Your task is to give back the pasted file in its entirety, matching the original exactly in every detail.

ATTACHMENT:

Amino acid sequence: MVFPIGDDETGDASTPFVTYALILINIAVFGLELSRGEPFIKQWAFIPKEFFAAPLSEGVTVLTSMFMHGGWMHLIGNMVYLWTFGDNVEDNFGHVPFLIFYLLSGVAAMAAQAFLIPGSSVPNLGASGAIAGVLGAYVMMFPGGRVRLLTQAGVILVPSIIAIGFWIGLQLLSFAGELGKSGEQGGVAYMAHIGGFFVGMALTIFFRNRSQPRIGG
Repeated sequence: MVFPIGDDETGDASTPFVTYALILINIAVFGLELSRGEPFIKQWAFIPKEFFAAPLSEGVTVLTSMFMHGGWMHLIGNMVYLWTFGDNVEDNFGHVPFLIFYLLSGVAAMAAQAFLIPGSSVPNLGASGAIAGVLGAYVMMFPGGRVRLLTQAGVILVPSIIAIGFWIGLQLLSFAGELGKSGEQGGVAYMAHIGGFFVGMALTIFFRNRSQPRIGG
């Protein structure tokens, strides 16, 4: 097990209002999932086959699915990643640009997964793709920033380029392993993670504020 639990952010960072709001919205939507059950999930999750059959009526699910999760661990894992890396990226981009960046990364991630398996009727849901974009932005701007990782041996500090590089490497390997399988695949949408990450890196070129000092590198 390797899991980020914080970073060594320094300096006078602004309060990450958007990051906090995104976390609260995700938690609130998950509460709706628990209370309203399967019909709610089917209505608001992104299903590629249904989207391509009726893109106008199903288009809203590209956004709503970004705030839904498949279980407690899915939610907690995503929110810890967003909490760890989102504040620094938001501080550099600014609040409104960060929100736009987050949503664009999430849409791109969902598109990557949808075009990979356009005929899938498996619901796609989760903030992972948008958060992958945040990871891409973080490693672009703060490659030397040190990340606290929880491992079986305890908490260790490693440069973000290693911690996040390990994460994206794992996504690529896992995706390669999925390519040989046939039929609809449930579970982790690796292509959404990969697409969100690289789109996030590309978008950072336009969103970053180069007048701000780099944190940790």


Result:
Amino acid sequence: MVFPIGDDETGDASTPFVTYALILINIAVFGLELSRGEPFIKQWAFIPKEFFAAPLSEGVTVLTSMFMHGGWMHLIGNMVYLWTFGDNVEDNFGHVPFLIFYLLSGVAAMAAQAFLIPGSSVPNLGASGAIAGVLGAYVMMFPGGRVRLLTQAGVILVPSIIAIGFWIGLQLLSFAGELGKSGEQGGVAYMAHIGGFFVGMALTIFFRNRSQPRIGG
Repeated sequence: MVFPIGDDETGDASTPFVTYALILINIAVFGLELSRGEPFIKQWAFIPKEFFAAPLSEGVTVLTSMFMHGGWMHLIGNMVYLWTFGDNVEDNFGHVPFLIFYLLSGVAAMAAQAFLIPGSSVPNLGASGAIAGVLGAYVMMFPGGRVRLLTQAGVILVPSIIAIGFWIGLQLLSFAGELGKSGEQGGVAYMAHIGGFFVGMALTIFFRNRSQPRIGG
């Protein structure tokens, strides 16, 4: 097990209002999932086959699915990643640009997964793709920033380029392993993670504020 639990952010960072709001919205939507059950999930999750059959009526699910999760661990894992890396990226981009960046990364991630398996009727849901974009932005701007990782041996500090590089490497390997399988695949949408990450890196070129000092590198 390797899991980020914080970073060594320094300096006078602004309060990450958007990051906090995104976390609260995700938690609130998950509460709706628990209370309203399967019909709610089917209505608001992104299903590629249904989207391509009726893109106008199903288009809203590209956004709503970004705030839904498949279980407690899915939610907690995503929110810890967003909490760890989102504040620094938001501080550099600014609040409104960060929100736009987050949503664009999430849409791109969902598109990557949808075009990979356009005929899938498996619901796609989760903030992972948008958060992958945040990871891409973080490693672009703060490659030397040190990340606290929880491992079986305890908490260790490693440069973000290693911690996040390990994460994206794992996504690529896992995706390669999925390519040989046939039929609809449930579970982790690796292509959404990969697409969100690289789109996030590309978008950072336009969103970053180069007048701000780099944190940790």